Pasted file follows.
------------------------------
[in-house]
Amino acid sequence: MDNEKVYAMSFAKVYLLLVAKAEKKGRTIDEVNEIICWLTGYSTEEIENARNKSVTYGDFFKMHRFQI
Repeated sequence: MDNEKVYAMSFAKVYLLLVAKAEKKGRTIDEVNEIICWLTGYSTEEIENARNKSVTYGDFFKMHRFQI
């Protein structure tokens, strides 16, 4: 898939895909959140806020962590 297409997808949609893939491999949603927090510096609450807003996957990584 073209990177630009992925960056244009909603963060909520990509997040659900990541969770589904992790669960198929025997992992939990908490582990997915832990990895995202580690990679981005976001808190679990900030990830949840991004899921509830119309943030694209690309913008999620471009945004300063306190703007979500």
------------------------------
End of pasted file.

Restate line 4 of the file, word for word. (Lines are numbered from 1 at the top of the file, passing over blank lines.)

């Protein structure tokens, strides 16, 4: 898939895909959140806020962590 297409997808949609893939491999949603927090510096609450807003996957990584 073209990177630009992925960056244009909603963060909520990509997040659900990541969770589904992790669960198929025997992992939990908490582990997915832990990895995202580690990679981005976001808190679990900030990830949840991004899921509830119309943030694209690309913008999620471009945004300063306190703007979500």